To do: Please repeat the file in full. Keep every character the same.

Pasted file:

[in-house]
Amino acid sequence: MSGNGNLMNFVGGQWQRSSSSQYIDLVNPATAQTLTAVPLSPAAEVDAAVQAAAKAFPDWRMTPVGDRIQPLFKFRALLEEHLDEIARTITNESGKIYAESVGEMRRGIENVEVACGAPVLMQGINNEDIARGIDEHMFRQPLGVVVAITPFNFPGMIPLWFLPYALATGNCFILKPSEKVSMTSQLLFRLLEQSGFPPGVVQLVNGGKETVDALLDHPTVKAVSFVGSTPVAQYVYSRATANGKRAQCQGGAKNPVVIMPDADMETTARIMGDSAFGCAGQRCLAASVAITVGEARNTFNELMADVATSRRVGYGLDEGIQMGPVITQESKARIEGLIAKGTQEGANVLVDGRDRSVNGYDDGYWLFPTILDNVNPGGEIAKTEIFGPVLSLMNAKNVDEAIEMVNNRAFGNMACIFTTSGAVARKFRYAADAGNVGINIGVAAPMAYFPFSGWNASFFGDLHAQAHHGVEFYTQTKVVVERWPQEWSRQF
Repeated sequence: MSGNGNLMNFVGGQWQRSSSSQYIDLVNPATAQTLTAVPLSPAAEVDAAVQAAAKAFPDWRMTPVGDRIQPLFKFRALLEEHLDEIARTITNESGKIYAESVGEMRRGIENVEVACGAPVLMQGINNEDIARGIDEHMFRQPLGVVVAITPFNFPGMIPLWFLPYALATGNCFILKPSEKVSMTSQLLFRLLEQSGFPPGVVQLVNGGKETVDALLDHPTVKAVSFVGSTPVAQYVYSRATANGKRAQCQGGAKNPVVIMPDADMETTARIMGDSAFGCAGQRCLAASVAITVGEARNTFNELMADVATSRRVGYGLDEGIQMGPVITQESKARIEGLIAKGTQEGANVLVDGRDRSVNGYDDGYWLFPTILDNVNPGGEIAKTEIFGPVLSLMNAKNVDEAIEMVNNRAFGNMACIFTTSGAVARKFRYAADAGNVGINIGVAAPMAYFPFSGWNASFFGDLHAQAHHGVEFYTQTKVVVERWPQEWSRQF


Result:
[in-house]
Amino acid sequence: MSGNGNLMNFVGGQWQRSSSSQYIDLVNPATAQTLTAVPLSPAAEVDAAVQAAAKAFPDWRMTPVGDRIQPLFKFRALLEEHLDEIARTITNESGKIYAESVGEMRRGIENVEVACGAPVLMQGINNEDIARGIDEHMFRQPLGVVVAITPFNFPGMIPLWFLPYALATGNCFILKPSEKVSMTSQLLFRLLEQSGFPPGVVQLVNGGKETVDALLDHPTVKAVSFVGSTPVAQYVYSRATANGKRAQCQGGAKNPVVIMPDADMETTARIMGDSAFGCAGQRCLAASVAITVGEARNTFNELMADVATSRRVGYGLDEGIQMGPVITQESKARIEGLIAKGTQEGANVLVDGRDRSVNGYDDGYWLFPTILDNVNPGGEIAKTEIFGPVLSLMNAKNVDEAIEMVNNRAFGNMACIFTTSGAVARKFRYAADAGNVGINIGVAAPMAYFPFSGWNASFFGDLHAQAHHGVEFYTQTKVVVERWPQEWSRQF
Repeated sequence: MSGNGNLMNFVGGQWQRSSSSQYIDLVNPATAQTLTAVPLSPAAEVDAAVQAAAKAFPDWRMTPVGDRIQPLFKFRALLEEHLDEIARTITNESGKIYAESVGEMRRGIENVEVACGAPVLMQGINNEDIARGIDEHMFRQPLGVVVAITPFNFPGMIPLWFLPYALATGNCFILKPSEKVSMTSQLLFRLLEQSGFPPGVVQLVNGGKETVDALLDHPTVKAVSFVGSTPVAQYVYSRATANGKRAQCQGGAKNPVVIMPDADMETTARIMGDSAFGCAGQRCLAASVAITVGEARNTFNELMADVATSRRVGYGLDEGIQMGPVITQESKARIEGLIAKGTQEGANVLVDGRDRSVNGYDDGYWLFPTILDNVNPGGEIAKTEIFGPVLSLMNAKNVDEAIEMVNNRAFGNMACIFTTSGAVARKFRYAADAGNVGINIGVAAPMAYFPFSGWNASFFGDLHAQAHHGVEFYTQTKVVVERWPQEWSRQF